The Wood Brothers comprise the trio of brothers Oliver and Chris Wood, along with Jano Rix, and have been around for some time, this being their sixth album release. On this work they have a bluesy style which is redolent of the deep south (although the band hail from elsewhere) and after much time together they are starting to display a multitude of influences. The group have described this album as the most free they have ever done, having treated each song as if it were its own short film, and importantly it seems as if they’ve had fun along the way.
The album opener ‘River Takes the Town’ is a tale of a town being flooded and the worry that is felt for loved ones who are uncontactable in such a situation. It has a brooding feel and was written by Oliver Wood who was taking his inspiration from real-life events following hurricanes in the US. This haunting and emotional piece sets the standard and is followed by ‘Happiness Jones,’ a track that states the sometimes uncomfortable truth that wisdom comes not from being happy as the media like to depict, but rather from hard times and discomfort. The title track is one of redemption which stresses the need to be true to yourself with lines such as “Rather die hungry than feasting on lies/ Give me one drop of truth I cannot deny,” which neatly sums up the feel of this quality album. Other tracks of note include ‘Sparkling Wine,’ a straightforward love song with a hook that is reminiscent of Lou Reed’s ‘Walk On The Wild Side’ and ‘Can’t Look Away’ which closes the album and shows a social conscience that all should have. Fans of the Avett Brothers and American Roots music in general will love this album of ten original tracks.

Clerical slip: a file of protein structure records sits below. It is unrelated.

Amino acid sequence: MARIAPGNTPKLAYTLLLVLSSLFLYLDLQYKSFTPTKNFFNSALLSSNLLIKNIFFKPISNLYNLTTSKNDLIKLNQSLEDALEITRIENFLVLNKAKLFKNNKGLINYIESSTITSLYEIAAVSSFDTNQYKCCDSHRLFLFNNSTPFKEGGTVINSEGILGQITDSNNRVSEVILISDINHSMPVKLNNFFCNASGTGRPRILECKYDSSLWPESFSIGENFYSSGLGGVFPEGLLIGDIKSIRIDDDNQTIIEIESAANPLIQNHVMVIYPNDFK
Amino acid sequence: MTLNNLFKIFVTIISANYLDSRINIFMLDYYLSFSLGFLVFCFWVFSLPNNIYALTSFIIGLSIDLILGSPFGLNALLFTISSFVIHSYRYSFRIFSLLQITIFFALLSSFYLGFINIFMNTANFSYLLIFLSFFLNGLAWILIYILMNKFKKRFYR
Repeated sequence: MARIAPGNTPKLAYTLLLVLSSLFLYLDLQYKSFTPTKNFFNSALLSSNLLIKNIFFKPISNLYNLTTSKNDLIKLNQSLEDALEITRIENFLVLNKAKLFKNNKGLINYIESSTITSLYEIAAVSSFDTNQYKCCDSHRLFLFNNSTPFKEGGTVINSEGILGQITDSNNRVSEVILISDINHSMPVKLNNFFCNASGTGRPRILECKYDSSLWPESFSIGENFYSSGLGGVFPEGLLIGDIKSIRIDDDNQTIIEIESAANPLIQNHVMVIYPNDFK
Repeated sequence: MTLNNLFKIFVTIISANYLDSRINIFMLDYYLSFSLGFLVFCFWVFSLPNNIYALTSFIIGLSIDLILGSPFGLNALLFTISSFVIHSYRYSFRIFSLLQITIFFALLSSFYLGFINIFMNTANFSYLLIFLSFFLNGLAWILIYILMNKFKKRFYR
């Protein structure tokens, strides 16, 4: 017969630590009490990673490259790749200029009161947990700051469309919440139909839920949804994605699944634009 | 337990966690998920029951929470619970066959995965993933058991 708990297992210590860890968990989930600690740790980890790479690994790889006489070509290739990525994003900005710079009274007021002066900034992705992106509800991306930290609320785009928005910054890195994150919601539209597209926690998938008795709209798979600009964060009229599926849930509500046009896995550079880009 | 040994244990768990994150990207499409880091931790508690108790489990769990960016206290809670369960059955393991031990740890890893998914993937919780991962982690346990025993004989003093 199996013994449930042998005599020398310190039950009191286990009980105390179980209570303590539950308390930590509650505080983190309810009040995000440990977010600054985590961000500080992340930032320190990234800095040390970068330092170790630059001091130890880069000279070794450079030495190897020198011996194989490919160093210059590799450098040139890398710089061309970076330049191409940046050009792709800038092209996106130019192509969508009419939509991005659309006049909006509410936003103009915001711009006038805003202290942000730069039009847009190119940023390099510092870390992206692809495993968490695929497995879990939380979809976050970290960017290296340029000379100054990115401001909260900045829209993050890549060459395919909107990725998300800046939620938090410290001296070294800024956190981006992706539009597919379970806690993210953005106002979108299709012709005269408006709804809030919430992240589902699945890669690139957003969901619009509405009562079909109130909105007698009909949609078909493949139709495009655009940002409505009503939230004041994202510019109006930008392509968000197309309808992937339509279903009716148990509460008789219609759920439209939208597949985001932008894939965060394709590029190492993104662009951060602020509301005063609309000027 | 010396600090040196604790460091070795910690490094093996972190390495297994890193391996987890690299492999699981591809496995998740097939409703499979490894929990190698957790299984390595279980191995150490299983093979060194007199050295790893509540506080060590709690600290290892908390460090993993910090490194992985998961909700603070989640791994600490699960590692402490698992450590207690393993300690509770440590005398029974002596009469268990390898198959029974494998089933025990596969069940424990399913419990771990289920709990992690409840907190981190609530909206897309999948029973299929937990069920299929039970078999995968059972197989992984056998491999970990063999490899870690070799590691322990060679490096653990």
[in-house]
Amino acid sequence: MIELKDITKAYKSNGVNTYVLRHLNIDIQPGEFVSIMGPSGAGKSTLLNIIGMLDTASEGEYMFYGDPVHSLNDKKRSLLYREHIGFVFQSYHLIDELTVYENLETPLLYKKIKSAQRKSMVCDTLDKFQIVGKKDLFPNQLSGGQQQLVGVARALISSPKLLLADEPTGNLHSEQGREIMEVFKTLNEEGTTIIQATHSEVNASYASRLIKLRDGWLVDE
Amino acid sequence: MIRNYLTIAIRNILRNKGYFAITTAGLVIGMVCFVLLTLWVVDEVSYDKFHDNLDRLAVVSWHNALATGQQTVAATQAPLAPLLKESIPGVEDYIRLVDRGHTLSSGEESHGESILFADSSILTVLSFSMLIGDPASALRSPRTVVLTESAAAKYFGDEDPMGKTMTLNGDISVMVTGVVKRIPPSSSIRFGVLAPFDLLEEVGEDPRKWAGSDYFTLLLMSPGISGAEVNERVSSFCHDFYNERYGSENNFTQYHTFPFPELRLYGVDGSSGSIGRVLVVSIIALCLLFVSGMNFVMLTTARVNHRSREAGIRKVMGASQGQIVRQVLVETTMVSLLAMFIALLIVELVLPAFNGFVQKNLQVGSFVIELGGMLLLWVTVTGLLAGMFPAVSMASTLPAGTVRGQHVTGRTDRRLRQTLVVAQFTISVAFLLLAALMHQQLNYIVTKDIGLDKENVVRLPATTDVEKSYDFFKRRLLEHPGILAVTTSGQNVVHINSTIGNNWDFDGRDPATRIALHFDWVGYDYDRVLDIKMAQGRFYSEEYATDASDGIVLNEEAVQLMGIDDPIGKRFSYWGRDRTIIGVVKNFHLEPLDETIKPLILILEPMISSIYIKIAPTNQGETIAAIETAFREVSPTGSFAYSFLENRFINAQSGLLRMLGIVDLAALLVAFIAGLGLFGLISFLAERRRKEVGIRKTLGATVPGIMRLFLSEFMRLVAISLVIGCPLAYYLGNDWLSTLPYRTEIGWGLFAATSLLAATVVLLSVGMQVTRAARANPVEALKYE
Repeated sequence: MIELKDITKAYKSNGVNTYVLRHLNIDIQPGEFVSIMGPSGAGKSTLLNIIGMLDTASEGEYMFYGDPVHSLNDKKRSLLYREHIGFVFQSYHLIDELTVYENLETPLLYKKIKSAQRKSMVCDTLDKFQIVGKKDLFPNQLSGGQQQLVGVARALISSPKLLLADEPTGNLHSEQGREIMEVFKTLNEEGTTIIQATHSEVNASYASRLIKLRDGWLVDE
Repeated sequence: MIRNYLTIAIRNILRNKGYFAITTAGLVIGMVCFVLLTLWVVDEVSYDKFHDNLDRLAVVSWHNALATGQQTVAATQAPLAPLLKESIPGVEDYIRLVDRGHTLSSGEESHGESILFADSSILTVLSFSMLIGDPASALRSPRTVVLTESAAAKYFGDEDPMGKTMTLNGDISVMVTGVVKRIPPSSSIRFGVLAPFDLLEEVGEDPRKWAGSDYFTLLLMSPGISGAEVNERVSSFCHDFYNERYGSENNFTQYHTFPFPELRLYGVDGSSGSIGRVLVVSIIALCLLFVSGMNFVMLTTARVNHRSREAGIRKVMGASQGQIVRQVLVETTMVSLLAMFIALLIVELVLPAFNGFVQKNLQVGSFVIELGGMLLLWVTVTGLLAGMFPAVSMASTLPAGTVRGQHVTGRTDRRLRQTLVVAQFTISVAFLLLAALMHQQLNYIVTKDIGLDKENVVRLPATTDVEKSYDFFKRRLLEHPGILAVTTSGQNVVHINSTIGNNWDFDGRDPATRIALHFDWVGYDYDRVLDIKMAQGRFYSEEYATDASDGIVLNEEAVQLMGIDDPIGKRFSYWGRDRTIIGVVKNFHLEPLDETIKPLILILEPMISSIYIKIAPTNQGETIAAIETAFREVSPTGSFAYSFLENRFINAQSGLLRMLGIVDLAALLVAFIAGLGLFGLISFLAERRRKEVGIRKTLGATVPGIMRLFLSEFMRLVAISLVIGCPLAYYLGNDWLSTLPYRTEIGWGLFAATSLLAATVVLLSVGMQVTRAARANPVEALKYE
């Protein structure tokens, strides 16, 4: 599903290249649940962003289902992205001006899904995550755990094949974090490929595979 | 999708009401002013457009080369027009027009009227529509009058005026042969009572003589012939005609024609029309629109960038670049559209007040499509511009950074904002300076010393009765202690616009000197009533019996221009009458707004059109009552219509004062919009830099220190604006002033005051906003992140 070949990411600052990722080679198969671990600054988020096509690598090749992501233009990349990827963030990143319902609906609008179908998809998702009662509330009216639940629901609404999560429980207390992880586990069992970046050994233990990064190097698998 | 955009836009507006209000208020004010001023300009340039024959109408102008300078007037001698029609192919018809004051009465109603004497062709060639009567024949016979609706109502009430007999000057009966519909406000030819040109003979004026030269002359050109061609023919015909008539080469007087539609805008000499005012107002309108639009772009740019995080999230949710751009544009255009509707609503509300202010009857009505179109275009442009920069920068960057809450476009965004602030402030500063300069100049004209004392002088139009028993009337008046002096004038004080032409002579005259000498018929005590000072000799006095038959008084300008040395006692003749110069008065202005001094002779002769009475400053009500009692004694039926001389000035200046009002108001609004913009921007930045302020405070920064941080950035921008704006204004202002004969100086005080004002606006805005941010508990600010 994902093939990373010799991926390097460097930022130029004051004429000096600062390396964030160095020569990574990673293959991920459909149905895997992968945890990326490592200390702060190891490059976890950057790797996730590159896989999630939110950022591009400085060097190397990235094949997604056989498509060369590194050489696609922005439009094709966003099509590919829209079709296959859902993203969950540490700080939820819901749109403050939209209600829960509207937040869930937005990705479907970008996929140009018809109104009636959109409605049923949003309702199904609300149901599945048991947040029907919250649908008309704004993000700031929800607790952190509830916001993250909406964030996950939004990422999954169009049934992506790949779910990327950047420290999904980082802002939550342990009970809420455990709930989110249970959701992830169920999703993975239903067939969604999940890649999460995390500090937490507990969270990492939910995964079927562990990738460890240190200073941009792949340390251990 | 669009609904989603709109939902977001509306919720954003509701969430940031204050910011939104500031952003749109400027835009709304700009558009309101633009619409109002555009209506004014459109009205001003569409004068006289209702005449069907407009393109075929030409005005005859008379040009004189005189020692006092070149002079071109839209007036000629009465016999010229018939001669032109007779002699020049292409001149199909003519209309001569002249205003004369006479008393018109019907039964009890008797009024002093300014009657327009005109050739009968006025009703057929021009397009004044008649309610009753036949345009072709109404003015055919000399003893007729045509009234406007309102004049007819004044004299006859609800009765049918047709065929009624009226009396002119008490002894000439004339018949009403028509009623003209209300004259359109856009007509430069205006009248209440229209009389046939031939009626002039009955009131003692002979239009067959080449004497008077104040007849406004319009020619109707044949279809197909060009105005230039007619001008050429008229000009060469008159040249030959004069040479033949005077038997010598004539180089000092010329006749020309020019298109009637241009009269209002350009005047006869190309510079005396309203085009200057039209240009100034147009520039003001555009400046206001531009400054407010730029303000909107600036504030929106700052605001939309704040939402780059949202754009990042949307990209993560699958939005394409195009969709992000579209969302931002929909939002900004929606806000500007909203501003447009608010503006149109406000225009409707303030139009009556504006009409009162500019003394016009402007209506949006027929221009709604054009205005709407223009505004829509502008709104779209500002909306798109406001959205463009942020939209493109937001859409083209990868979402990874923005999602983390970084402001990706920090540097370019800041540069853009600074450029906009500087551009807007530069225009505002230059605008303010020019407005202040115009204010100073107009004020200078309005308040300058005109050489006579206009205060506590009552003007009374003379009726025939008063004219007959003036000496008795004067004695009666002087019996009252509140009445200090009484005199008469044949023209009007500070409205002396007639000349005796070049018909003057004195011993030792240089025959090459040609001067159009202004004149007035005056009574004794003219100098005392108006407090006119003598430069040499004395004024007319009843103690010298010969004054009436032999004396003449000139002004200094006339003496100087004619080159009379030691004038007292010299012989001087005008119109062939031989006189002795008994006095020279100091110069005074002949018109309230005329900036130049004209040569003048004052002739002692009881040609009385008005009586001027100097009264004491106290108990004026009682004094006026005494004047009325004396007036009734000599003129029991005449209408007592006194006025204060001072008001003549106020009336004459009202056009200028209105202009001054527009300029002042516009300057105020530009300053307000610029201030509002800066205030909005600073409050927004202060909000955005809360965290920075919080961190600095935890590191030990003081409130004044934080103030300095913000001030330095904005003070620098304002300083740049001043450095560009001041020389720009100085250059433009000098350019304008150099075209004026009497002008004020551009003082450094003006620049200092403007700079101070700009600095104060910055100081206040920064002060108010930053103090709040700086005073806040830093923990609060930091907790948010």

A bluesy slice of Americana delivered with some style